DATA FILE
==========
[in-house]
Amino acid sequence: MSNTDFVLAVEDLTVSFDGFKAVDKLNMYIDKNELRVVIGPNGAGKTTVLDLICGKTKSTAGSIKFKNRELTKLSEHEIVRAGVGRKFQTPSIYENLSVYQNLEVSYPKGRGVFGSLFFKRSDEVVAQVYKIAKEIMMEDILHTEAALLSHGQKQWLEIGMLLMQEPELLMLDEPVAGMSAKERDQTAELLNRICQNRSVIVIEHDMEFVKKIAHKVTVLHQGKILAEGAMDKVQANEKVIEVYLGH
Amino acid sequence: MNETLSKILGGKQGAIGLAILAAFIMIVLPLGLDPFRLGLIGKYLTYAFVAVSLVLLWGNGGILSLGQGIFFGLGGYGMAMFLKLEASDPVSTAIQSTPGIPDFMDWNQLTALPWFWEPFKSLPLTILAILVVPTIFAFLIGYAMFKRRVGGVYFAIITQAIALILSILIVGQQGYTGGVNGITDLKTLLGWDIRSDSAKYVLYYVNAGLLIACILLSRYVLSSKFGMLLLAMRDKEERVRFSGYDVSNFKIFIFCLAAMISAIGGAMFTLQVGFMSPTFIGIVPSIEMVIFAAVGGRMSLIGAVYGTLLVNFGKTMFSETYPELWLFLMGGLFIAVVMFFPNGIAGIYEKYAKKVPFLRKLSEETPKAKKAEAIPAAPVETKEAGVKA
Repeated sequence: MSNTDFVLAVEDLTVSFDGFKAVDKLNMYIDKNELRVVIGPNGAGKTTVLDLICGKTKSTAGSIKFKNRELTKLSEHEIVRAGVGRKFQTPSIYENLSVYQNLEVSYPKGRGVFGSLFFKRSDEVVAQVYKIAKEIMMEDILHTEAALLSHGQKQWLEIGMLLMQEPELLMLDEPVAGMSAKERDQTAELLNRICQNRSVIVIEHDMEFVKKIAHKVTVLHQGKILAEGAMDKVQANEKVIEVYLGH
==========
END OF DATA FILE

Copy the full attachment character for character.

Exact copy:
[in-house]
Amino acid sequence: MSNTDFVLAVEDLTVSFDGFKAVDKLNMYIDKNELRVVIGPNGAGKTTVLDLICGKTKSTAGSIKFKNRELTKLSEHEIVRAGVGRKFQTPSIYENLSVYQNLEVSYPKGRGVFGSLFFKRSDEVVAQVYKIAKEIMMEDILHTEAALLSHGQKQWLEIGMLLMQEPELLMLDEPVAGMSAKERDQTAELLNRICQNRSVIVIEHDMEFVKKIAHKVTVLHQGKILAEGAMDKVQANEKVIEVYLGH
Amino acid sequence: MNETLSKILGGKQGAIGLAILAAFIMIVLPLGLDPFRLGLIGKYLTYAFVAVSLVLLWGNGGILSLGQGIFFGLGGYGMAMFLKLEASDPVSTAIQSTPGIPDFMDWNQLTALPWFWEPFKSLPLTILAILVVPTIFAFLIGYAMFKRRVGGVYFAIITQAIALILSILIVGQQGYTGGVNGITDLKTLLGWDIRSDSAKYVLYYVNAGLLIACILLSRYVLSSKFGMLLLAMRDKEERVRFSGYDVSNFKIFIFCLAAMISAIGGAMFTLQVGFMSPTFIGIVPSIEMVIFAAVGGRMSLIGAVYGTLLVNFGKTMFSETYPELWLFLMGGLFIAVVMFFPNGIAGIYEKYAKKVPFLRKLSEETPKAKKAEAIPAAPVETKEAGVKA
Repeated sequence: MSNTDFVLAVEDLTVSFDGFKAVDKLNMYIDKNELRVVIGPNGAGKTTVLDLICGKTKSTAGSIKFKNRELTKLSEHEIVRAGVGRKFQTPSIYENLSVYQNLEVSYPKGRGVFGSLFFKRSDEVVAQVYKIAKEIMMEDILHTEAALLSHGQKQWLEIGMLLMQEPELLMLDEPVAGMSAKERDQTAELLNRICQNRSVIVIEHDMEFVKKIAHKVTVLHQGKILAEGAMDKVQANEKVIEVYLGH